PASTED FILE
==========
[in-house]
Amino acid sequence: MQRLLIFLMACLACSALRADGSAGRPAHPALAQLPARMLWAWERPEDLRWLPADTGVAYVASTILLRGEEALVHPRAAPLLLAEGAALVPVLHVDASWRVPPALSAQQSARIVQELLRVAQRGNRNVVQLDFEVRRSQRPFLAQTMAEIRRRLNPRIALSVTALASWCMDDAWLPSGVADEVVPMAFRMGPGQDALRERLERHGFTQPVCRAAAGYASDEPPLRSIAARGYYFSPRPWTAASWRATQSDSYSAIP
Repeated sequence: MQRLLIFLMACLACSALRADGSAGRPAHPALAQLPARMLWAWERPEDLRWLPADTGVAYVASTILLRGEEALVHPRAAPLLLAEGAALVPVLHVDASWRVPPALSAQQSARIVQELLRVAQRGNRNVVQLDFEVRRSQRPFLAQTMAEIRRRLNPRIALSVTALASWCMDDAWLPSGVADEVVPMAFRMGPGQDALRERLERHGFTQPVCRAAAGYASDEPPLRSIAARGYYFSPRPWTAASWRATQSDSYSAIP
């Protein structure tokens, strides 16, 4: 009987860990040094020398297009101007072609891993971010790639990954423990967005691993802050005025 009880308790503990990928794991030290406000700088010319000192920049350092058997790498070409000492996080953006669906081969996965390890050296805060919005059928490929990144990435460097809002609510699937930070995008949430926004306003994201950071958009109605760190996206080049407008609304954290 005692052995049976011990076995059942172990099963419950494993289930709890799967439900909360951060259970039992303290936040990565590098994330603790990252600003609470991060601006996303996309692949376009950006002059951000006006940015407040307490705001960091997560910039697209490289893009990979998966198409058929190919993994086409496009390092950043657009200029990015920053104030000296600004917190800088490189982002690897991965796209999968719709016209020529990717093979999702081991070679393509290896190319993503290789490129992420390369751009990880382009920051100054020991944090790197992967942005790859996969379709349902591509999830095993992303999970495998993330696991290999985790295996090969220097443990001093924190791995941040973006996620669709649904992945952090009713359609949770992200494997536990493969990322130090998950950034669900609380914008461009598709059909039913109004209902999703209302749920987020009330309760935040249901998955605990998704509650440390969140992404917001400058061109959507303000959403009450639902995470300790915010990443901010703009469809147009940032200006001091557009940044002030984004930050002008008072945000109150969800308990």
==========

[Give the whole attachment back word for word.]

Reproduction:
[in-house]
Amino acid sequence: MQRLLIFLMACLACSALRADGSAGRPAHPALAQLPARMLWAWERPEDLRWLPADTGVAYVASTILLRGEEALVHPRAAPLLLAEGAALVPVLHVDASWRVPPALSAQQSARIVQELLRVAQRGNRNVVQLDFEVRRSQRPFLAQTMAEIRRRLNPRIALSVTALASWCMDDAWLPSGVADEVVPMAFRMGPGQDALRERLERHGFTQPVCRAAAGYASDEPPLRSIAARGYYFSPRPWTAASWRATQSDSYSAIP
Repeated sequence: MQRLLIFLMACLACSALRADGSAGRPAHPALAQLPARMLWAWERPEDLRWLPADTGVAYVASTILLRGEEALVHPRAAPLLLAEGAALVPVLHVDASWRVPPALSAQQSARIVQELLRVAQRGNRNVVQLDFEVRRSQRPFLAQTMAEIRRRLNPRIALSVTALASWCMDDAWLPSGVADEVVPMAFRMGPGQDALRERLERHGFTQPVCRAAAGYASDEPPLRSIAARGYYFSPRPWTAASWRATQSDSYSAIP
């Protein structure tokens, strides 16, 4: 009987860990040094020398297009101007072609891993971010790639990954423990967005691993802050005025 009880308790503990990928794991030290406000700088010319000192920049350092058997790498070409000492996080953006669906081969996965390890050296805060919005059928490929990144990435460097809002609510699937930070995008949430926004306003994201950071958009109605760190996206080049407008609304954290 005692052995049976011990076995059942172990099963419950494993289930709890799967439900909360951060259970039992303290936040990565590098994330603790990252600003609470991060601006996303996309692949376009950006002059951000006006940015407040307490705001960091997560910039697209490289893009990979998966198409058929190919993994086409496009390092950043657009200029990015920053104030000296600004917190800088490189982002690897991965796209999968719709016209020529990717093979999702081991070679393509290896190319993503290789490129992420390369751009990880382009920051100054020991944090790197992967942005790859996969379709349902591509999830095993992303999970495998993330696991290999985790295996090969220097443990001093924190791995941040973006996620669709649904992945952090009713359609949770992200494997536990493969990322130090998950950034669900609380914008461009598709059909039913109004209902999703209302749920987020009330309760935040249901998955605990998704509650440390969140992404917001400058061109959507303000959403009450639902995470300790915010990443901010703009469809147009940032200006001091557009940044002030984004930050002008008072945000109150969800308990």